Shan Sa was born in Beijing, China, and brought up in a traditional scholarly family. She began writing and publishing poems from the age of 7 and also began studying Chinese calligraphy and traditional Chinese painting. Her first collection of poems was published at her age of 10 and was widely lauded by the most prominent Chinese writers of the 20th century, including Ai Qing, the novelist Liu Xinwu, Yan Wenjin, and literary critic Xie Mian. When she was 14, she became the youngest member of the Beijing Writers' Association.
In 1990, as a teenager, Shan Sa left Beijing for further studies in Paris, France. She learned French and studied philosophy in a Paris university while attending courses in art history at the École du Louvre. Her passion for art led her to travel throughout Europe, visiting many local museums along the way.
In 1994, she met the painter Balthus and his Japanese wife Setsuko in Switzerland through their daughter Harumi, her closest friend. Shan Sa became their assistant. During her two years with them Shan Sa wrote her first novel in French, observed the work of the last great master of figurative painting, and learned the métier of Western painting. During this time, she also participated in organizing Balthus' retrospective exhibitions in Taiwan, Hong Kong, and Beijing.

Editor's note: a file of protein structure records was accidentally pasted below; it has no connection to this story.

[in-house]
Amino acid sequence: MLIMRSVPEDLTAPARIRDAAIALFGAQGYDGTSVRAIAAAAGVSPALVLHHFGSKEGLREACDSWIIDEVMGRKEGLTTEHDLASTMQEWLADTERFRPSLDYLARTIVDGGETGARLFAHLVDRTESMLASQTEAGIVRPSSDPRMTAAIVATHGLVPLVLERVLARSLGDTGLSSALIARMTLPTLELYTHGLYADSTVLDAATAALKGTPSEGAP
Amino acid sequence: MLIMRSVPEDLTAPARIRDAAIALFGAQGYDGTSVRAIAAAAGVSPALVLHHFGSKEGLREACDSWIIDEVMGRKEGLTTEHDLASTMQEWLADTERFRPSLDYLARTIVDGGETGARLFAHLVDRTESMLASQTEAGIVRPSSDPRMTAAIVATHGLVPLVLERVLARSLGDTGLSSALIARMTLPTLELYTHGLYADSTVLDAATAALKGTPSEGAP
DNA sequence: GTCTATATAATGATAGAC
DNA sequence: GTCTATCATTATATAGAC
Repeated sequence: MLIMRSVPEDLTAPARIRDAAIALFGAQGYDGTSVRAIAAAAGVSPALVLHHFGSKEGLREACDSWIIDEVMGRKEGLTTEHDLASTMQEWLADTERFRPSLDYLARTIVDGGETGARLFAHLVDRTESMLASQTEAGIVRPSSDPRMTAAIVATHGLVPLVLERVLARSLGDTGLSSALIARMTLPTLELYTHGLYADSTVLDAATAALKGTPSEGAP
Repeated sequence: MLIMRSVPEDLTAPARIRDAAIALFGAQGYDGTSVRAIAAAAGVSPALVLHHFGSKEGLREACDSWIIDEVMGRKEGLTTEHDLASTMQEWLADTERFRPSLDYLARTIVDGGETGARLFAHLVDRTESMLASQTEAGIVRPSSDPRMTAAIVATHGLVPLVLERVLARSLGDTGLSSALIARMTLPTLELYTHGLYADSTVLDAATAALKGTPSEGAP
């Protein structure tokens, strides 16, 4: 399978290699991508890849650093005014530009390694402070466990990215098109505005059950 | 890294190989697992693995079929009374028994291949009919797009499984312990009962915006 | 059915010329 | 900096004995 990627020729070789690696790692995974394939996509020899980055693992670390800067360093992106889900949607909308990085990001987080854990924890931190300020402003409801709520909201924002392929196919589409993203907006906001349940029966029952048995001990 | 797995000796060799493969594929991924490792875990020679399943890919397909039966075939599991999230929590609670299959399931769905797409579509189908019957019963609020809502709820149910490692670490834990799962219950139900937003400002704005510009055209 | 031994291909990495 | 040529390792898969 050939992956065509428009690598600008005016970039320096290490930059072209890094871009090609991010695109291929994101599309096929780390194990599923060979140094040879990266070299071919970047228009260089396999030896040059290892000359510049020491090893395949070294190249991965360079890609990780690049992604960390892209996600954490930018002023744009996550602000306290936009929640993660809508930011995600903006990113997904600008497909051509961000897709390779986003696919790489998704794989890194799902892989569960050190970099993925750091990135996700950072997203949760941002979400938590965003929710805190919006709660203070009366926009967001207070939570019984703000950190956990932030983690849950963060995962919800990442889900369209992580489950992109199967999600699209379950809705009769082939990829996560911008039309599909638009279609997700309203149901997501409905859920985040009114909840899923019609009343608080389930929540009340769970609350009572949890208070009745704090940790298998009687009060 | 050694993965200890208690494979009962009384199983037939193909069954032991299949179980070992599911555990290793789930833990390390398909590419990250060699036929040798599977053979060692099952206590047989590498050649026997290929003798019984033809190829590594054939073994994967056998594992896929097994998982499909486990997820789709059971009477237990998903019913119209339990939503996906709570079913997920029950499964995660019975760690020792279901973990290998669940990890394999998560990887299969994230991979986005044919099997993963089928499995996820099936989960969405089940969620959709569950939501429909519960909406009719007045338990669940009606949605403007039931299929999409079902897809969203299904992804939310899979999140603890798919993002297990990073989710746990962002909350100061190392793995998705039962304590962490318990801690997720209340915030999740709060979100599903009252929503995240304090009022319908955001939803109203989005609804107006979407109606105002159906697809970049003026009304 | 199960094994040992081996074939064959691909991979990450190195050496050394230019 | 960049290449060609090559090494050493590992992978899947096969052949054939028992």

In 1997, Shan Sa returned to France and she released her first novel, "Gate of Celestial Peace", written during her stay in Balthus' Grand Chalet. The novel won the Prix Goncourt of best first novel. Two years later, her novel "The Four Lives of the Willow" won the Prix Caze. In 2001, she was again awarded the Prix Goncourt des Lycéens for her novel "The Girl Who Played Go". Since then, she has published the novels "Conspirators", "Empress", "Alexander and Alestria", and a collection of essays "If We Can Meet in Tokyo at 4am". She also published her poem collection "The Sharp Wind and the Swift Word" and her painting collections "The Calligrapher's Mirror" and "The motionless clouds". Her works have been published in 30 languages worldwide. Her poem and novels are used as literary teaching material in middle schools in China, France and Japan.
Since 2001, Shan Sa has continued to write literature and paint. Her works have been shown in Paris and New York, including the solo exhibition in Chanel Nexus Gallery, and Takashimaya Galleries in Japan, at the Marlborough Gallery in New York, and at the Pernod-Ricard Contemporary Art Exhibition Centre in Paris.
2009, Shan Sa is awarded by the French Cultural Ministry for Knight of Order of Arts and Letters. 2011, she is awarded by the French President for Knight of National Order of Merit.